policy.” Regents, 140 S. Ct. at 1913 (emphasis added) (quotation omitted).
   While considering less disruptive alternatives, the FDA “was required to
   assess whether there were reliance interests, determine whether they were
   significant, and weigh any such interests against competing policy concerns.”
   Id. at 1915. The FDA did not consider alternatives when changing from its
   no-long-term-studies-necessary policy to its apparent long-term-studies-
   required policy.
          And even if the FDA did, it failed to adequately assess reliance
   interests. “So it would be impossible for the [Order] to properly weigh the

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                                      No. 21-60766

   relevant interests against competing policy concerns while considering
   alternatives.” Texas v. Biden, 10 F.4th at 555.
          The FDA also failed to adequately address Triton’s contention that
   its reusable e-cigarette will reduce youth popularity compared to disposable
   e-cigarettes. In January 2020 guidance, the FDA found that “youth
   overwhelmingly prefer [disposable] ENDS products” because they “are easy
   to conceal” and “can be used discreetly.” Enforcement Priorities for
   Electronic Nicotine Delivery Systems and Other Deemed Products on the
   Market Without Premarket Authorization; Guidance for Industry;
85 Fed. Reg. 720
, 722 (Jan. 7, 2020). By contrast, the FDA found
   in the Order that the type of system didn’t matter. Specifically, the FDA
   found that “preference for device types and popularity of certain styles is
   likely fluid and affected by the marketplace” and “that the removal of one
   flavored product option prompted youth to migrate to another ENDS type
   that offered the desired flavor option, underscoring the fundamental role of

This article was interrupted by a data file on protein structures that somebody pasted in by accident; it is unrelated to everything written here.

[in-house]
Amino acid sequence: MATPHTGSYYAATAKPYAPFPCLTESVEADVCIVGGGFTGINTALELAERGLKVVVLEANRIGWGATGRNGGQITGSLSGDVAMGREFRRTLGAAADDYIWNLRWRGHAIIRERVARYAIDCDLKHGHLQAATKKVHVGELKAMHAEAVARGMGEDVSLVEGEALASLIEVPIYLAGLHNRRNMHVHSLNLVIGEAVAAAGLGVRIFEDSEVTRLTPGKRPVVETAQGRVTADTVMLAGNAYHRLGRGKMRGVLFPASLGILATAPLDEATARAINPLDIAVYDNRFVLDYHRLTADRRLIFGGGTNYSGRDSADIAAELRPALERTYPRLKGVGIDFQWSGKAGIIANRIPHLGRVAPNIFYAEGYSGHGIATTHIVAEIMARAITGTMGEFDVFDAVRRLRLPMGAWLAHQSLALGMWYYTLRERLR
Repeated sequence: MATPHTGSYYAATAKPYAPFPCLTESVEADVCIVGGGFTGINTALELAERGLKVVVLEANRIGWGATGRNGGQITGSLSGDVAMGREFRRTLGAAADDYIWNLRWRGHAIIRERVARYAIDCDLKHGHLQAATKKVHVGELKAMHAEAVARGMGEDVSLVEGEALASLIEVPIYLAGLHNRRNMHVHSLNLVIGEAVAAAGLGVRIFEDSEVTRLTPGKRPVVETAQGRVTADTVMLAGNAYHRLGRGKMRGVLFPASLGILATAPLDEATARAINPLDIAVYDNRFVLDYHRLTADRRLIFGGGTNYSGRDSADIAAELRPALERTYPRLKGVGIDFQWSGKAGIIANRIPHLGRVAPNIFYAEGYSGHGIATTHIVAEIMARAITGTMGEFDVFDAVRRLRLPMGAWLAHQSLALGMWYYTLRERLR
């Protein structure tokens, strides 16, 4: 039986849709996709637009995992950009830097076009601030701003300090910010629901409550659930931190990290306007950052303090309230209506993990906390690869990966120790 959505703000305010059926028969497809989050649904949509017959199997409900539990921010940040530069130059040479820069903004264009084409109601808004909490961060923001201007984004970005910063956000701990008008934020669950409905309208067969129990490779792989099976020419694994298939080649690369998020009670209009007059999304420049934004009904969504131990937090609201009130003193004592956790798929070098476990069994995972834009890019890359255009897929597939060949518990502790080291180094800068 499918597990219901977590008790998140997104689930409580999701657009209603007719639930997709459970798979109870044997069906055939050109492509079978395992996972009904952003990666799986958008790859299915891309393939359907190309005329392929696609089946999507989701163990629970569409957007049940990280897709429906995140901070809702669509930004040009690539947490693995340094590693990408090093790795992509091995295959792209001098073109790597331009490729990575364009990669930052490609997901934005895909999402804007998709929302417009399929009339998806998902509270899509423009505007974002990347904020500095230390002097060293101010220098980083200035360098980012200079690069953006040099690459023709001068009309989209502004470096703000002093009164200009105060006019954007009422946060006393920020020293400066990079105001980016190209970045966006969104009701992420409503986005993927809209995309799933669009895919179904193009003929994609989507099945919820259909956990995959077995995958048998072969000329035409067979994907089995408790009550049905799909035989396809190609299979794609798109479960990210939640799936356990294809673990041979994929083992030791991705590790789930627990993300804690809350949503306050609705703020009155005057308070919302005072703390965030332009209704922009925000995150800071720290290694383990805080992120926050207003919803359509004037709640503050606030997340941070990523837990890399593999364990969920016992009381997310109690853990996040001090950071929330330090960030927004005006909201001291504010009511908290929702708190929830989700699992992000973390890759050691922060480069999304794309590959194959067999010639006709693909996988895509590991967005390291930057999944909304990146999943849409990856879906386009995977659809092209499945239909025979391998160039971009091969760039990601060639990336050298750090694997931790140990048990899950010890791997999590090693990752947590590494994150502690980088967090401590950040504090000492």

flavor in driving appeal.” A.42.
          Because its “new policy rest[ed] upon factual findings that contradict
   those which underlay its prior policy,” the FDA had to provide “a more
   detailed justification.” FCC v. Fox Television Stations, Inc., 
556 U.S. 502
, 515
   (2009). The FDA initially said that disposable e-cigarettes pose risks to
   youths. When Triton said that concern doesn’t apply to its reusable e-
   cigarettes, the FDA turned around and ignored its prior disposable-reusable
   distinction. The FDA failed to adequately explain this change. This further
   reinforces that the Order is likely arbitrary, capricious, or otherwise unlawful.
          In announcing its rule that the manufacturer must provide long-term
   studies to get approval for flavored e-cigarettes, the FDA resorted entirely to

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   experience and expertise from reviewing applications other than Triton’s
   PMTA. See A.45. In so doing, the FDA used “generalized language to
   reject” Triton’s PMTA. See Siddiqui v. Holder, 
670 F.3d 736
, 744 (7th Cir.
   2012) (“Where, as here, the agency uses only generalized language to reject
   the evidence, we cannot conclude that the decisions rest on proper
   grounds.”). The consequence is that the FDA failed to reasonably consider
   relevant issues that Triton brought up in its PMTA but that others might not
           The FDA responded to much of Triton’s evidence for the first time
   before our court. But “[i]t is a fundamental precept of administrative law that
   an administrative agency cannot make its decision first and explain it later.”
   Texas v. Biden, 10 F.4th at 558–59; see also Sherley v. Sebelius, 
689 F.3d 776
   784 (D.C. Cir. 2012) (Sentelle, C.J.) (“The failure to respond to comments
   is significant only insofar as it demonstrates that the agency’s decision was
   not based on a consideration of the relevant factors.” (quotation omitted));
   Circus Circus Casinos, Inc. v. NLRB, 
961 F.3d 469
, 476 (D.C. Cir. 2020)
   (“New rules set through adjudication must meet the same standard of
   reasonableness as notice and comment rulemaking.” (citing Allentown Mack
   Sales & Serv., Inc. v. NLRB, 
522 U.S. 359
, 374 (1998))).
           For example, Triton urged the FDA to consider a 2015 survey of
   20,000 e-cigarette users showing that nearly a third of the respondents
   “started out using tobacco or menthol flavors” and then began using other
   flavored e-cigarettes. A.296. Similarly, Triton asserted that flavored e-
   cigarettes “could serve an important role in transitioning existing adult users
   away from more harmful, combustible cigarette products.” 
 But in the
   Order, the FDA ignored the first point altogether and gave the second short
   shrift. The FDA cannot cure those deficiencies by offering post hoc
   rationalizations before our court. The very fact that the FDA perceived the
   need to rehabilitate its Order with new and different arguments before our

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                                     No. 21-60766